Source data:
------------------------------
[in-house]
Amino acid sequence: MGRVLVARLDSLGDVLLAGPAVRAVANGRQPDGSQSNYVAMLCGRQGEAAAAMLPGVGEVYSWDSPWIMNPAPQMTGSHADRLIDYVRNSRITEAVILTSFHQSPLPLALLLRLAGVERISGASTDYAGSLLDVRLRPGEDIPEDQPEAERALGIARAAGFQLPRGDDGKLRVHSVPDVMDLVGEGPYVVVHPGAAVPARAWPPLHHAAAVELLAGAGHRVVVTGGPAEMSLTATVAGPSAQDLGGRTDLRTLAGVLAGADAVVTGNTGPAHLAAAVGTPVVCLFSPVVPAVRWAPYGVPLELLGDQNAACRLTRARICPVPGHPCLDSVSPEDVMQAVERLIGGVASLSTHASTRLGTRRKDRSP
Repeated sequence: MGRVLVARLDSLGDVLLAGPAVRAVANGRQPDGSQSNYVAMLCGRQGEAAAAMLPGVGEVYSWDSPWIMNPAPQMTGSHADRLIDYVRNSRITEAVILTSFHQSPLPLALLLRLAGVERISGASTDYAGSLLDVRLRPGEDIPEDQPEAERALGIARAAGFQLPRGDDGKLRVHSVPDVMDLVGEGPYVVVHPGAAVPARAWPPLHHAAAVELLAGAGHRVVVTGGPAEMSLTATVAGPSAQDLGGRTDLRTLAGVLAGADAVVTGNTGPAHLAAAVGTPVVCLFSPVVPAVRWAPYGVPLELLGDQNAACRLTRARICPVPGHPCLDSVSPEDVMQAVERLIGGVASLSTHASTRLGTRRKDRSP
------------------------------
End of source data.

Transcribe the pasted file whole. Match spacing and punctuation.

[in-house]
Amino acid sequence: MGRVLVARLDSLGDVLLAGPAVRAVANGRQPDGSQSNYVAMLCGRQGEAAAAMLPGVGEVYSWDSPWIMNPAPQMTGSHADRLIDYVRNSRITEAVILTSFHQSPLPLALLLRLAGVERISGASTDYAGSLLDVRLRPGEDIPEDQPEAERALGIARAAGFQLPRGDDGKLRVHSVPDVMDLVGEGPYVVVHPGAAVPARAWPPLHHAAAVELLAGAGHRVVVTGGPAEMSLTATVAGPSAQDLGGRTDLRTLAGVLAGADAVVTGNTGPAHLAAAVGTPVVCLFSPVVPAVRWAPYGVPLELLGDQNAACRLTRARICPVPGHPCLDSVSPEDVMQAVERLIGGVASLSTHASTRLGTRRKDRSP
Repeated sequence: MGRVLVARLDSLGDVLLAGPAVRAVANGRQPDGSQSNYVAMLCGRQGEAAAAMLPGVGEVYSWDSPWIMNPAPQMTGSHADRLIDYVRNSRITEAVILTSFHQSPLPLALLLRLAGVERISGASTDYAGSLLDVRLRPGEDIPEDQPEAERALGIARAAGFQLPRGDDGKLRVHSVPDVMDLVGEGPYVVVHPGAAVPARAWPPLHHAAAVELLAGAGHRVVVTGGPAEMSLTATVAGPSAQDLGGRTDLRTLAGVLAGADAVVTGNTGPAHLAAAVGTPVVCLFSPVVPAVRWAPYGVPLELLGDQNAACRLTRARICPVPGHPCLDSVSPEDVMQAVERLIGGVASLSTHASTRLGTRRKDRSP